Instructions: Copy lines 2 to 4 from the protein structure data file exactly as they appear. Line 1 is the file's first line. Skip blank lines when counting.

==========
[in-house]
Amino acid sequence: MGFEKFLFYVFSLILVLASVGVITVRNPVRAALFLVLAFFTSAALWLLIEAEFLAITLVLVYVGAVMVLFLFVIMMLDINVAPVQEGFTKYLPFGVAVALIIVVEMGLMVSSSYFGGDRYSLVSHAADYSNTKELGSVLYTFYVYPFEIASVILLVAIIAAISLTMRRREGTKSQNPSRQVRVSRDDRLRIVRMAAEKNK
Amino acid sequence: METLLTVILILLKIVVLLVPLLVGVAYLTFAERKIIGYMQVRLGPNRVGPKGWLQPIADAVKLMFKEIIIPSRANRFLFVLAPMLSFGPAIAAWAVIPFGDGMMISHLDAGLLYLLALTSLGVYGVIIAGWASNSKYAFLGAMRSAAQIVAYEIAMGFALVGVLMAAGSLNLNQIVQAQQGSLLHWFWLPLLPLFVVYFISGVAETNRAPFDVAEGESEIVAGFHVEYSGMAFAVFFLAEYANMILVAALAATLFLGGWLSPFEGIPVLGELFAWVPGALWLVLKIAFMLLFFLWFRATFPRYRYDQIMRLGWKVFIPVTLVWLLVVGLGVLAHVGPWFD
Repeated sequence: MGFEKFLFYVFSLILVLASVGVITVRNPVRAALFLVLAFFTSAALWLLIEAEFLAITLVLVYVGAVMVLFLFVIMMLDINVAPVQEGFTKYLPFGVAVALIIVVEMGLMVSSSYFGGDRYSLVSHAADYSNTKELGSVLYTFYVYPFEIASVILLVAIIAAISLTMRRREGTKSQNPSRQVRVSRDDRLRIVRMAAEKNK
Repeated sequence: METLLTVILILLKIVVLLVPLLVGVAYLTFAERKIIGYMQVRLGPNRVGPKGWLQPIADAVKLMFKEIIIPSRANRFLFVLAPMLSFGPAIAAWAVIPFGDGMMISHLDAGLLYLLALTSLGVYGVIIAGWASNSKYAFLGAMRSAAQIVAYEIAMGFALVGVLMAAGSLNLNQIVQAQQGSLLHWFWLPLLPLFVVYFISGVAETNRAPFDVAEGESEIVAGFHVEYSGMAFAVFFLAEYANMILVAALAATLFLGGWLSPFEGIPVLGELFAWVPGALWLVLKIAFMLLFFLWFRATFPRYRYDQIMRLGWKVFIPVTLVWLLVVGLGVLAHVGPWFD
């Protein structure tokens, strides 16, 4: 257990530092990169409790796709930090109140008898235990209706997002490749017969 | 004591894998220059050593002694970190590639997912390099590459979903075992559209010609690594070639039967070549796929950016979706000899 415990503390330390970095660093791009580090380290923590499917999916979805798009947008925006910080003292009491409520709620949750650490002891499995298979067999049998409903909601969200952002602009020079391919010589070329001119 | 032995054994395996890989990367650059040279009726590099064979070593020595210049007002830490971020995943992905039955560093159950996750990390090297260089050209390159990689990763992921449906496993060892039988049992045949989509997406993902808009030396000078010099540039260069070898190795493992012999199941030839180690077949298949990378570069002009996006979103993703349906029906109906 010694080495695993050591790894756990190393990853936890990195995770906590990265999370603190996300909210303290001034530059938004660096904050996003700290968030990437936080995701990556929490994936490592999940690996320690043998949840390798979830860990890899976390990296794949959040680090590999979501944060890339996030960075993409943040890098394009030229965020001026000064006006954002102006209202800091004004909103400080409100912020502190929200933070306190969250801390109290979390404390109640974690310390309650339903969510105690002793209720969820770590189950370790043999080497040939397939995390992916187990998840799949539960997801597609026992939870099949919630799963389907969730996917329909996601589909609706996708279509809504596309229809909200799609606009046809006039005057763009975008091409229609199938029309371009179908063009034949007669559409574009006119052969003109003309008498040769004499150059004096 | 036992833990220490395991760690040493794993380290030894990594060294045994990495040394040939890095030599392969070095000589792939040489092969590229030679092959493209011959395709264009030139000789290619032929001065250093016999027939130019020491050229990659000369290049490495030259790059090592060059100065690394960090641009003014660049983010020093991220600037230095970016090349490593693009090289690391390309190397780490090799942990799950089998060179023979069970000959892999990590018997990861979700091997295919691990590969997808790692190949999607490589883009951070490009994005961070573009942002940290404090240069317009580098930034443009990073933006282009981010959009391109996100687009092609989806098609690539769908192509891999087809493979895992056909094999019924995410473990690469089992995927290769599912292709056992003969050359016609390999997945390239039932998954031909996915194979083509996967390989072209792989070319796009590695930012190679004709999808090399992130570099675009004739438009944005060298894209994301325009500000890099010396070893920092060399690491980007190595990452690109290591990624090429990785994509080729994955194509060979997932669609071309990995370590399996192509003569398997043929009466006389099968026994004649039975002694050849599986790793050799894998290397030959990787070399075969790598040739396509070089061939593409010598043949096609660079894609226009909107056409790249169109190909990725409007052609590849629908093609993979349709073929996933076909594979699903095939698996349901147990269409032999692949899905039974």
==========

Amino acid sequence: MGFEKFLFYVFSLILVLASVGVITVRNPVRAALFLVLAFFTSAALWLLIEAEFLAITLVLVYVGAVMVLFLFVIMMLDINVAPVQEGFTKYLPFGVAVALIIVVEMGLMVSSSYFGGDRYSLVSHAADYSNTKELGSVLYTFYVYPFEIASVILLVAIIAAISLTMRRREGTKSQNPSRQVRVSRDDRLRIVRMAAEKNK
Amino acid sequence: METLLTVILILLKIVVLLVPLLVGVAYLTFAERKIIGYMQVRLGPNRVGPKGWLQPIADAVKLMFKEIIIPSRANRFLFVLAPMLSFGPAIAAWAVIPFGDGMMISHLDAGLLYLLALTSLGVYGVIIAGWASNSKYAFLGAMRSAAQIVAYEIAMGFALVGVLMAAGSLNLNQIVQAQQGSLLHWFWLPLLPLFVVYFISGVAETNRAPFDVAEGESEIVAGFHVEYSGMAFAVFFLAEYANMILVAALAATLFLGGWLSPFEGIPVLGELFAWVPGALWLVLKIAFMLLFFLWFRATFPRYRYDQIMRLGWKVFIPVTLVWLLVVGLGVLAHVGPWFD
Repeated sequence: MGFEKFLFYVFSLILVLASVGVITVRNPVRAALFLVLAFFTSAALWLLIEAEFLAITLVLVYVGAVMVLFLFVIMMLDINVAPVQEGFTKYLPFGVAVALIIVVEMGLMVSSSYFGGDRYSLVSHAADYSNTKELGSVLYTFYVYPFEIASVILLVAIIAAISLTMRRREGTKSQNPSRQVRVSRDDRLRIVRMAAEKNK